How to format your references using the Proteome Science citation style

This is a short guide how to format citations and the bibliography in a manuscript for Proteome Science. For a complete guide how to prepare your manuscript refer to the journal's instructions to authors.

Using reference management software

Typically you don't format your citations and bibliography by hand. The easiest way is to use a reference manager:

PaperpileThe citation style is built in and you can choose it in Settings > Citation Style or Paperpile > Citation Style in Google Docs.
EndNoteDownload the output style file
Mendeley, Zotero, Papers, and othersThe style is either built in or you can download a CSL file that is supported by most references management programs.
BibTeXBibTeX syles are usually part of a LaTeX template. Check the instructions to authors if the publisher offers a LaTeX template for this journal.

Journal articles

Those examples are references to articles in scholarly journals and how they are supposed to appear in your bibliography.

Not all journals organize their published articles in volumes and issues, so these fields are optional. Some electronic journals do not provide a page range, but instead list an article identifier. In a case like this it's safe to use the article identifier instead of the page range.

A journal article with 1 author
1. Hardt W-D. Antibiotics: Homed to the hideout. Nature. 2015;527:309–10.
A journal article with 2 authors
1. Brossard D, Scheufele DA. Social science. Science, new media, and the public. Science. 2013;339:40–1.
A journal article with 3 authors
1. Clayton JD, Kyriacou CP, Reppert SM. Keeping time with the human genome. Nature. 2001;409:829–31.
A journal article with 7 or more authors
1. Zhou Y, Morais-Cabral JH, Kaufman A, MacKinnon R. Chemistry of ion coordination and hydration revealed by a K+ channel-Fab complex at 2.0 A resolution. Nature. 2001;414:43–8.

Books and book chapters

Here are examples of references for authored and edited books as well as book chapters.

An authored book
1. Evans AW. Economics, Real Estate and the Supply of Land. Oxford, UK: Blackwell Publishing Ltd; 2008.
An edited book
1. Pöhlmann S, Simmons G, editors. Viral Entry into Host Cells. New York, NY: Springer; 2013.
A chapter in an edited book
1. Corrigan O, Smeaton AF, Glynn M, Smyth S. Using Educational Analytics to Improve Test Performance. In: Conole G, Klobučar T, Rensing C, Konert J, Lavoué E, editors. Design for Teaching and Learning in a Networked World: 10th European Conference on Technology Enhanced Learning, EC-TEL 2015, Toledo, Spain, September 15-18, 2015, Proceedings. Cham: Springer International Publishing; 2015. p. 42–55.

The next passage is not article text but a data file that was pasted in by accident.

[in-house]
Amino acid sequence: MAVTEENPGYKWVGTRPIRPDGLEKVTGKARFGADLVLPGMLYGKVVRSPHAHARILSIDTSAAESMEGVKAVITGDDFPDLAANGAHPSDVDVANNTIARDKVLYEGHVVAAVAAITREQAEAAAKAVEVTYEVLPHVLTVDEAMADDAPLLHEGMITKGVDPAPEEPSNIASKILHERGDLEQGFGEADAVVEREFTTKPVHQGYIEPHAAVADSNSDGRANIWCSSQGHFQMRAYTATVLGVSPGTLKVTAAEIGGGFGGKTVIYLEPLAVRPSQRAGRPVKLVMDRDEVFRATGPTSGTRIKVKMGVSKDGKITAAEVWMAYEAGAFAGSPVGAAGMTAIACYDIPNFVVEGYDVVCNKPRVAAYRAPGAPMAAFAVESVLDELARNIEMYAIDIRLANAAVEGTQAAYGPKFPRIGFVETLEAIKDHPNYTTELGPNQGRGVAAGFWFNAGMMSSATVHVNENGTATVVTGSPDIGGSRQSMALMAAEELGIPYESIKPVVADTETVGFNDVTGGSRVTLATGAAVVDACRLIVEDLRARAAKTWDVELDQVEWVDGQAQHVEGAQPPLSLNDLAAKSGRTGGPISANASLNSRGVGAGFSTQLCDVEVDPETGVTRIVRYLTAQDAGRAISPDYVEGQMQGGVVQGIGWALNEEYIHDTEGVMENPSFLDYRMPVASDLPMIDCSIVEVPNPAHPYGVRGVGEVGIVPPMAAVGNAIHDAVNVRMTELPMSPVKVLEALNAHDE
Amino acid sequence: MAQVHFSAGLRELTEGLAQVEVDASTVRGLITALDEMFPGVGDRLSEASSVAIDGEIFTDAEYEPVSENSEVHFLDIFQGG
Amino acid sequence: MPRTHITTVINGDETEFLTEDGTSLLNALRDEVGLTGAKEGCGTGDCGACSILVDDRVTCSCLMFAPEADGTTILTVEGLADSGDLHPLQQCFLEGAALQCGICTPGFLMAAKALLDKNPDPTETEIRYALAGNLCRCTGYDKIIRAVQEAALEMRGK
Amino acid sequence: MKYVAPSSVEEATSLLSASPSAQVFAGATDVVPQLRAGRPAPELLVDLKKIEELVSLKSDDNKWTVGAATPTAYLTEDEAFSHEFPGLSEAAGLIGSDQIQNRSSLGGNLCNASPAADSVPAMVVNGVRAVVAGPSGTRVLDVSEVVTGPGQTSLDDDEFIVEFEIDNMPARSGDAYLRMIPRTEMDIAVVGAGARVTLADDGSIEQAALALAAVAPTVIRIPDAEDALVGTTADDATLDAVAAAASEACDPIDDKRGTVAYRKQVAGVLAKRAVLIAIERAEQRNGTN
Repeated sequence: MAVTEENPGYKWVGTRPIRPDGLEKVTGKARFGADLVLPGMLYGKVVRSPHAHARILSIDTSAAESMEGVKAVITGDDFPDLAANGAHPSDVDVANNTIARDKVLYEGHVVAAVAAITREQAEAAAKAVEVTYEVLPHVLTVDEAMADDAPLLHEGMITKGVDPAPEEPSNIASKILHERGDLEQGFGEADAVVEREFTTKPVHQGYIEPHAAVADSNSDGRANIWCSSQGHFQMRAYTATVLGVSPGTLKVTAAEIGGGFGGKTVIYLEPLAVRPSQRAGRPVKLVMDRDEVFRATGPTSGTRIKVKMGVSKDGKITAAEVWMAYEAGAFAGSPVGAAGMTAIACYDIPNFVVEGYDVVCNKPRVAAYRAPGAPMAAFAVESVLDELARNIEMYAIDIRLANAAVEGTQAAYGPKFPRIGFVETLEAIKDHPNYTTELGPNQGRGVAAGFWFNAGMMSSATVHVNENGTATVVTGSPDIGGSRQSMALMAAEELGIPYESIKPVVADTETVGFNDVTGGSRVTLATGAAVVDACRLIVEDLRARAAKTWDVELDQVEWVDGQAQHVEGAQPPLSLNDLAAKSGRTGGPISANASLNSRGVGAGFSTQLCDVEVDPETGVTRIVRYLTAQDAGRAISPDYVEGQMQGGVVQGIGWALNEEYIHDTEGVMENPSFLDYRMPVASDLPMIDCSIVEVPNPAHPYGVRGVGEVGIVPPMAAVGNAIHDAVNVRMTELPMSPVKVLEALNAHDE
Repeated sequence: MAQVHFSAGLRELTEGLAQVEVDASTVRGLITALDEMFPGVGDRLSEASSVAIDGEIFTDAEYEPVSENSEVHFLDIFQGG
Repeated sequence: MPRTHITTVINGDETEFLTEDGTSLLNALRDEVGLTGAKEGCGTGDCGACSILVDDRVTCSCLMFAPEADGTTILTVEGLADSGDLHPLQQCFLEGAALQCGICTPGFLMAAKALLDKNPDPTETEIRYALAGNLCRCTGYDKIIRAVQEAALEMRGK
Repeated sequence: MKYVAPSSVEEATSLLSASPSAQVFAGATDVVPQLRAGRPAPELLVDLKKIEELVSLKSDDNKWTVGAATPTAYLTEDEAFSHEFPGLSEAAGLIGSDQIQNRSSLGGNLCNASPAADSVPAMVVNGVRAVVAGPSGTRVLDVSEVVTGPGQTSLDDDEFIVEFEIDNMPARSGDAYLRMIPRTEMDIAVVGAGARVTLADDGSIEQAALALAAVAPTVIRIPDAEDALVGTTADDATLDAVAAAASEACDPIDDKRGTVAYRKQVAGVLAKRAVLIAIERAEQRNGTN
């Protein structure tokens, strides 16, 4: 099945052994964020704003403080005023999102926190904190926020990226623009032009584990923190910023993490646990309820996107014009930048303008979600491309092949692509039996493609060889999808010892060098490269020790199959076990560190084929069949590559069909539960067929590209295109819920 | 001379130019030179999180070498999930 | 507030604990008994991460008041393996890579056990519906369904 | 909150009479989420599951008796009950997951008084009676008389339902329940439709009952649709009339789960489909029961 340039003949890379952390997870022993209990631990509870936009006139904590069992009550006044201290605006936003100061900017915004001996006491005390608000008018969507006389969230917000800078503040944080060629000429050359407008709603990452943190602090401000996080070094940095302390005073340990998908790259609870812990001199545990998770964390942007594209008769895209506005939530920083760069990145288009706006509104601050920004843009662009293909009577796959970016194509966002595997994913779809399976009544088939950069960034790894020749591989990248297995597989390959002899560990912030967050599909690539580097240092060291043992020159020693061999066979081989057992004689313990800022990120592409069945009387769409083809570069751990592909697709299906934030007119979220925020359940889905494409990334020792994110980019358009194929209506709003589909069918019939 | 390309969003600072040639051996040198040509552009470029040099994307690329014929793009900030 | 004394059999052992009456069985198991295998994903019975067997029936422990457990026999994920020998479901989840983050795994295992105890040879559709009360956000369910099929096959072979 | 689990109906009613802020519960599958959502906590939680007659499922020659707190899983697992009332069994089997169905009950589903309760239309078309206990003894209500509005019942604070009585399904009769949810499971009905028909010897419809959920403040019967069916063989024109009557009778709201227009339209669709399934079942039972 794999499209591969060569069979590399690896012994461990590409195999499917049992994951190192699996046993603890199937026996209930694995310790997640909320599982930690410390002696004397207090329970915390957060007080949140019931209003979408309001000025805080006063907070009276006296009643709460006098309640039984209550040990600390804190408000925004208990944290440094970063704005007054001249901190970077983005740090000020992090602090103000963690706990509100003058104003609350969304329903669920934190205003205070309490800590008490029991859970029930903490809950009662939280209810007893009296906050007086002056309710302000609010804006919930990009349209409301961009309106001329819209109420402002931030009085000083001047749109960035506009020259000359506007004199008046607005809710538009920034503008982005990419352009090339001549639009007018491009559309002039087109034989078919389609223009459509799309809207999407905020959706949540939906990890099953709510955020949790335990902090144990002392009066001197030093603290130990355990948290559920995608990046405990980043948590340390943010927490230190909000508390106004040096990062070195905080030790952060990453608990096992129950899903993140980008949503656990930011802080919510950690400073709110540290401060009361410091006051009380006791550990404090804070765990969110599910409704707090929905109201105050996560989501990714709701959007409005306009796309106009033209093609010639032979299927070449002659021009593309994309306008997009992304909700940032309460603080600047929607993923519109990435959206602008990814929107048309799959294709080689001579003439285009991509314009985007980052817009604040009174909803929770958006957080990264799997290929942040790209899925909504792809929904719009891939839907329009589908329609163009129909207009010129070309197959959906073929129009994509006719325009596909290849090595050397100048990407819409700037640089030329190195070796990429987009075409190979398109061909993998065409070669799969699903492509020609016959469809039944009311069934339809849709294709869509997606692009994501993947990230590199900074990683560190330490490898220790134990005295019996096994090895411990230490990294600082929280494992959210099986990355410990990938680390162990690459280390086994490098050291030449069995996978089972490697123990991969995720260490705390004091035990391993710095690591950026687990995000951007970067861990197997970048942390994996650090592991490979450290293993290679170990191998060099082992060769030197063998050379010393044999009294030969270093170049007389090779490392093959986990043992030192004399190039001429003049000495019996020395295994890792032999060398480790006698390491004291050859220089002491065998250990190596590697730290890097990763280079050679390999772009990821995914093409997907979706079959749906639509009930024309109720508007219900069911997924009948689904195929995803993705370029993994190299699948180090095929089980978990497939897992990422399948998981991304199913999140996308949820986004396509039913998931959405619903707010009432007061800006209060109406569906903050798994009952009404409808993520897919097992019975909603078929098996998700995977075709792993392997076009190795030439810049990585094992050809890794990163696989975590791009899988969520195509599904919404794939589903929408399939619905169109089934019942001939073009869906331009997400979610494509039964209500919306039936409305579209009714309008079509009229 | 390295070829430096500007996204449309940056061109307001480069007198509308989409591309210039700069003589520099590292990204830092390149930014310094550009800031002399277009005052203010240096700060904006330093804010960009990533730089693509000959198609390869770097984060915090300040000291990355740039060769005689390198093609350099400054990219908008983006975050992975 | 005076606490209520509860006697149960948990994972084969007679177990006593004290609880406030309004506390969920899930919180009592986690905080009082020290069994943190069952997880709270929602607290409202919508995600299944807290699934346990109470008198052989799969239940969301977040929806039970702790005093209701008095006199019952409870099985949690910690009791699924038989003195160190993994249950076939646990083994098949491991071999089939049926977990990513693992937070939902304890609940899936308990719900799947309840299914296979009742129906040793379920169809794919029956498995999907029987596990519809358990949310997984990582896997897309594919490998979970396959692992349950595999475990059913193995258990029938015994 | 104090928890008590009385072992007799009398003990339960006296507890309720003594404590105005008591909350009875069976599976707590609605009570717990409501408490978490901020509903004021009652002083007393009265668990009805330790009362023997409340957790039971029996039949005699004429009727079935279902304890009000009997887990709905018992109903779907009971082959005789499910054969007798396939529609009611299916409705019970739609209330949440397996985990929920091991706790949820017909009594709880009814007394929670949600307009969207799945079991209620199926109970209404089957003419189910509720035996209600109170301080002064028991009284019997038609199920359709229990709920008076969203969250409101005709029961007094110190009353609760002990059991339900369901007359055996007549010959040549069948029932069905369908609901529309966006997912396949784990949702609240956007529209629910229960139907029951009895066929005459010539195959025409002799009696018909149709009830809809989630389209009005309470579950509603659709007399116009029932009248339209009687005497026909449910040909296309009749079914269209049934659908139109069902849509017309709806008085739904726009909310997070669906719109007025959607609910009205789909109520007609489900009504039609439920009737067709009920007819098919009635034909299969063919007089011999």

Web sites

Sometimes references to web sites should appear directly in the text rather than in the bibliography. Refer to the Instructions to authors for Proteome Science.

Blog post
1. Andrew D. How To Make Galaxy Themed Easter Eggs. IFLScience. IFLScience; 2015.

Reports

This example shows the general structure used for government reports, technical reports, and scientific reports. If you can't locate the report number then it might be better to cite the report as a book. For reports it is usually not individual people that are credited as authors, but a governmental department or agency like "U. S. Food and Drug Administration" or "National Cancer Institute".

Government report
1. Government Accountability Office. Year 2000 Computing Challenge: FBI Needs to Complete Business Continuity Plans. Washington, DC: U.S. Government Printing Office; 1999 Oct. Report No.: AIMD-00-11.

Theses and dissertations

Theses including Ph.D. dissertations, Master's theses or Bachelor theses follow the basic format outlined below.

Doctoral dissertation
1. George KA. Housing adequacy and civic engagement in Los Angeles County [Doctoral dissertation]. [Long Beach, CA]: California State University, Long Beach; 2014.

News paper articles

Unlike scholarly journals, news papers do not usually have a volume and issue number. Instead, the full date and page number is required for a correct reference.

New York Times article
1. Burghardt LF. For Police Recruits, Training in Tolerance. New York Times. 2007 Jul 1;LI11.

In-text citations

References should be cited in the text by sequential numbers in square brackets:

This sentence cites one reference [1].
This sentence cites two references [1,2].
This sentence cites four references [1–4].

About the journal

Full journal titleProteome Science
AbbreviationProteome Sci.
ISSN (online)1477-5956
ScopeBiochemistry
Molecular Biology

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